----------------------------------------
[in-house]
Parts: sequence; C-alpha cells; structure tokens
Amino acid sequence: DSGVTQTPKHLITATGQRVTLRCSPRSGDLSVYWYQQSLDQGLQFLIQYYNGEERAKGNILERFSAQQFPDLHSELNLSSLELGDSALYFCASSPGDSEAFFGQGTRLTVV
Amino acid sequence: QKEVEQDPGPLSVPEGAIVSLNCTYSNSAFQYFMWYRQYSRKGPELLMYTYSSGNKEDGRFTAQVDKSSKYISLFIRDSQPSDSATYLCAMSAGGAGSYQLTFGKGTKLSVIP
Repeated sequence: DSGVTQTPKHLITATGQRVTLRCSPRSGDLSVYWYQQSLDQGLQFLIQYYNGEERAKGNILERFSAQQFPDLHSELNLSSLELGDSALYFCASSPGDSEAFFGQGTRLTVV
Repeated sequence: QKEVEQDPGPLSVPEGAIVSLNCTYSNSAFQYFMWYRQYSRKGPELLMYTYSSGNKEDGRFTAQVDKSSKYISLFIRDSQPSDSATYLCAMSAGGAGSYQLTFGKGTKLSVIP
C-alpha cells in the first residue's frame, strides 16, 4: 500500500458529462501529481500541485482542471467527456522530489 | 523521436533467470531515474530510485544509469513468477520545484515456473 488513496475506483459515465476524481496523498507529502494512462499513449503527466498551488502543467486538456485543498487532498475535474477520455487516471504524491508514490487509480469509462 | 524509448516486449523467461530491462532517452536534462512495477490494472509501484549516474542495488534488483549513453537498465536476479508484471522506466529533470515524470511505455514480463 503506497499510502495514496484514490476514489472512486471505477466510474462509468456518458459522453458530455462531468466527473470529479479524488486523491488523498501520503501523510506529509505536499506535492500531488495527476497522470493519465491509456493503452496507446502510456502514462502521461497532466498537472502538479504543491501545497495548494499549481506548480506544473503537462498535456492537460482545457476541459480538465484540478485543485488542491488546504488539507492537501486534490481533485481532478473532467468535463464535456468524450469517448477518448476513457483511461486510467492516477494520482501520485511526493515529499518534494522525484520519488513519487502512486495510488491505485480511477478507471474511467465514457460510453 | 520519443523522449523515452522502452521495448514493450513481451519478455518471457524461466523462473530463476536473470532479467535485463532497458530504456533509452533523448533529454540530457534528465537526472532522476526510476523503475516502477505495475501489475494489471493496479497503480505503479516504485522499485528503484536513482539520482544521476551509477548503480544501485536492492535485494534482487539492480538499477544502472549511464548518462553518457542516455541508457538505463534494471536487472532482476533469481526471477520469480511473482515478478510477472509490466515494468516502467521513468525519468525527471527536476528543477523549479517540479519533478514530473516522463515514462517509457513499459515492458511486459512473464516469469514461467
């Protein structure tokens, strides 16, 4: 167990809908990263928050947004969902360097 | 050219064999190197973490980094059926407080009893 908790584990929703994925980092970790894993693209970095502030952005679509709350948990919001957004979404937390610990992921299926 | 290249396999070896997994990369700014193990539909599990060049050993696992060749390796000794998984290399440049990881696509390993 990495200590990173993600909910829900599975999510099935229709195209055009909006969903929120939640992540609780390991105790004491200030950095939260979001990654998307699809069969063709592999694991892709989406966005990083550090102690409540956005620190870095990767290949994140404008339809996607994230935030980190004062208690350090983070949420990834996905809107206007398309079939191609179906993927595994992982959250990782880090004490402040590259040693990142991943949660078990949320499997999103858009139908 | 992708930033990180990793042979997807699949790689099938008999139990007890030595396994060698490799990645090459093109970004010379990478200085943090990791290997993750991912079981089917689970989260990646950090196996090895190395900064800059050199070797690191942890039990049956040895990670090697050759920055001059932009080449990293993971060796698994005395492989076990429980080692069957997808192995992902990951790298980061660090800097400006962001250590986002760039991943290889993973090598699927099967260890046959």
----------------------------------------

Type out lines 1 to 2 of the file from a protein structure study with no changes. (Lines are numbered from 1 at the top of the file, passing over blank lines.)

[in-house]
Parts: sequence; C-alpha cells; structure tokens